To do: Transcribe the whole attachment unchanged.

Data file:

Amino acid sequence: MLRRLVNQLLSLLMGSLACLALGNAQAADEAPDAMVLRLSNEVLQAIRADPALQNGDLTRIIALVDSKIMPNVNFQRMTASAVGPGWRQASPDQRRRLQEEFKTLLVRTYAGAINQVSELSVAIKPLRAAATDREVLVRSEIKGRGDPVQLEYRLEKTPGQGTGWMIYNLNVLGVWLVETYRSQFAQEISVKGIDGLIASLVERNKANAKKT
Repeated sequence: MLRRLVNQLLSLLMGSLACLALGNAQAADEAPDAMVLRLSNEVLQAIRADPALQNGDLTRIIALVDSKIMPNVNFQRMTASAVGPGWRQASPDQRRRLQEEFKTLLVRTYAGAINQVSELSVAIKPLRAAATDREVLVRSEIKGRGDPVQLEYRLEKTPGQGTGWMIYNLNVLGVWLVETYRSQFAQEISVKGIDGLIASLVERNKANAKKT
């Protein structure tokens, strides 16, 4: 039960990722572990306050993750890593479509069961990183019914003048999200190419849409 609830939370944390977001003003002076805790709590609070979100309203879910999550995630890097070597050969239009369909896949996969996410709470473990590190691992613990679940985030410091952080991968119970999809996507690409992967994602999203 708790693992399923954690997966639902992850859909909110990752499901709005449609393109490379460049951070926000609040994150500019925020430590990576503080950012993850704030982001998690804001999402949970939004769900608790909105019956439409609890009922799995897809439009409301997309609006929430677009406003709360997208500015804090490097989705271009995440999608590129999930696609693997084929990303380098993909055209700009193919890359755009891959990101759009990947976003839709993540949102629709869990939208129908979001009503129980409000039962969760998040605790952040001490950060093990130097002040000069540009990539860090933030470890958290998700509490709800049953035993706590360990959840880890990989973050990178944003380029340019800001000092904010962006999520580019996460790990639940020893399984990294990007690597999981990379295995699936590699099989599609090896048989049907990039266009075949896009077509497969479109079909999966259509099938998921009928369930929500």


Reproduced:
Amino acid sequence: MLRRLVNQLLSLLMGSLACLALGNAQAADEAPDAMVLRLSNEVLQAIRADPALQNGDLTRIIALVDSKIMPNVNFQRMTASAVGPGWRQASPDQRRRLQEEFKTLLVRTYAGAINQVSELSVAIKPLRAAATDREVLVRSEIKGRGDPVQLEYRLEKTPGQGTGWMIYNLNVLGVWLVETYRSQFAQEISVKGIDGLIASLVERNKANAKKT
Repeated sequence: MLRRLVNQLLSLLMGSLACLALGNAQAADEAPDAMVLRLSNEVLQAIRADPALQNGDLTRIIALVDSKIMPNVNFQRMTASAVGPGWRQASPDQRRRLQEEFKTLLVRTYAGAINQVSELSVAIKPLRAAATDREVLVRSEIKGRGDPVQLEYRLEKTPGQGTGWMIYNLNVLGVWLVETYRSQFAQEISVKGIDGLIASLVERNKANAKKT
């Protein structure tokens, strides 16, 4: 039960990722572990306050993750890593479509069961990183019914003048999200190419849409 609830939370944390977001003003002076805790709590609070979100309203879910999550995630890097070597050969239009369909896949996969996410709470473990590190691992613990679940985030410091952080991968119970999809996507690409992967994602999203 708790693992399923954690997966639902992850859909909110990752499901709005449609393109490379460049951070926000609040994150500019925020430590990576503080950012993850704030982001998690804001999402949970939004769900608790909105019956439409609890009922799995897809439009409301997309609006929430677009406003709360997208500015804090490097989705271009995440999608590129999930696609693997084929990303380098993909055209700009193919890359755009891959990101759009990947976003839709993540949102629709869990939208129908979001009503129980409000039962969760998040605790952040001490950060093990130097002040000069540009990539860090933030470890958290998700509490709800049953035993706590360990959840880890990989973050990178944003380029340019800001000092904010962006999520580019996460790990639940020893399984990294990007690597999981990379295995699936590699099989599609090896048989049907990039266009075949896009077509497969479109079909999966259509099938998921009928369930929500």